The Boeing 747 is rapidly disappearing from the air, in terms of passenger use, following more than over five decades of dominance. As we wave goodbye to the Queen of the Skies, we feel it’s a good time to look back at the history of the aircraft, including its cost.
Getting the widebody off the ground
The Boeing 747 was truly a pioneer. It was the first-ever commercial widebody jet and opened up doors across the whole travel industry. Pan American leader Juan Trippe wanted an efficient way to place 400 passengers on one aircraft. Initially, he felt the best route would be to stack two single-aisle cabins on top of each other. Boeing’s engineers came up with the widebody solution, with a partial second deck.
However, in 1968, the program cost was already at $1 billion. This figure may not seem like a lot, but today, the cost would be equivalent to approximately $7.61 billion. The initial 747 rolled out of Boeing’s assembly line in Everett at the end of September, and the type conducted its first flight on February 9th, 1969.
The first orders
With Pan Am’s management heavily involved in the launch of the project, it’s not a surprise that the carrier was the first to introduce the plane. In April 1966, Pan Am placed an order for 25 Boeing 747-100s. The total cost of this order was $525 million (~$4 billion today). So, Boeing was already halfway to matching the cost of the program with this invoice alone. Each unit would have worked out to cost approximately $21 million (~$160 million today).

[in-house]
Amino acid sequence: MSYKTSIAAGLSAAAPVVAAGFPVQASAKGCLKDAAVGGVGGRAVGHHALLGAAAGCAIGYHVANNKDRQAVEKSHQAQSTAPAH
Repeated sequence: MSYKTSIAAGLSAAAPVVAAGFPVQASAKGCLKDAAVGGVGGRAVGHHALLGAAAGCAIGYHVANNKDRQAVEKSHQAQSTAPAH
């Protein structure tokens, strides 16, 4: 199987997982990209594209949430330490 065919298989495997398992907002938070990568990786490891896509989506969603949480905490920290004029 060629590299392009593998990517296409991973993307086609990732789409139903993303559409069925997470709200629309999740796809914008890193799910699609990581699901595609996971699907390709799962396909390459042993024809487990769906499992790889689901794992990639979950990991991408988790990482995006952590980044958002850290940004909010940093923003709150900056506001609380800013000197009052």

The -400 was introduced in February 1989 with Northwest Airlines and is one of the most recognized variants of the series. This model brought advancements such as increased range and wingtip extensions, which improved fuel efficiency by 4%.
The -400 is still in the skies today, with companies such as cargo specialists putting the plane to good use. However, the variant isn’t in production anymore. Therefore, if a carrier wanted to purchase one, they would have to look for a pre-owned unit. The average price for a used -400, factoring in a loan to cover it, is approximately $16 million. Overall, this is a fraction of the price of what a new unit once was.
It might look like a bargain to own your own historic aircraft. However, it’s important to remember the cost of deploying such a juggernaut. Aircraft Cost Calculator shares that, for 450 hours of flying a year, total fixed costs can amount up to $851,244, and total variable costs can reach $7,812,774. So, within a few years, the cost of running the plane would easily exceed the purchase price.
The last Queen
The 747-8 is the final ruler in the family. However, the model’s production program is also soon coming to an end. In 2019, a single 747-8 Intercontinental cost $418.4 million. Meanwhile, the freighter variant was for sale for $419.2 million per unit. Comparing the cost of the initial 747-100, the price of the 747-8 is lower after taking inflation into account.
The end of the quadjet
The 747 isn’t the only four-engine widebody that is being phased out by airlines. The Airbus A380 is also being retired rapidly across the globe. During the superjumbo’s production, it had a list price of $445.6 million.
Price, inevitably, became a significant factor in the downfall of both quadjets. However, it wasn’t the value of the airframe that started to deter people, but the cost of running such a behemoth. With modern, efficient alternatives on the market, airlines simply began to look at other options.
What are your thoughts about the cost of the Boeing 747? Will you miss flying on the jumbo? Let us know what you think of the aircraft in the comment section.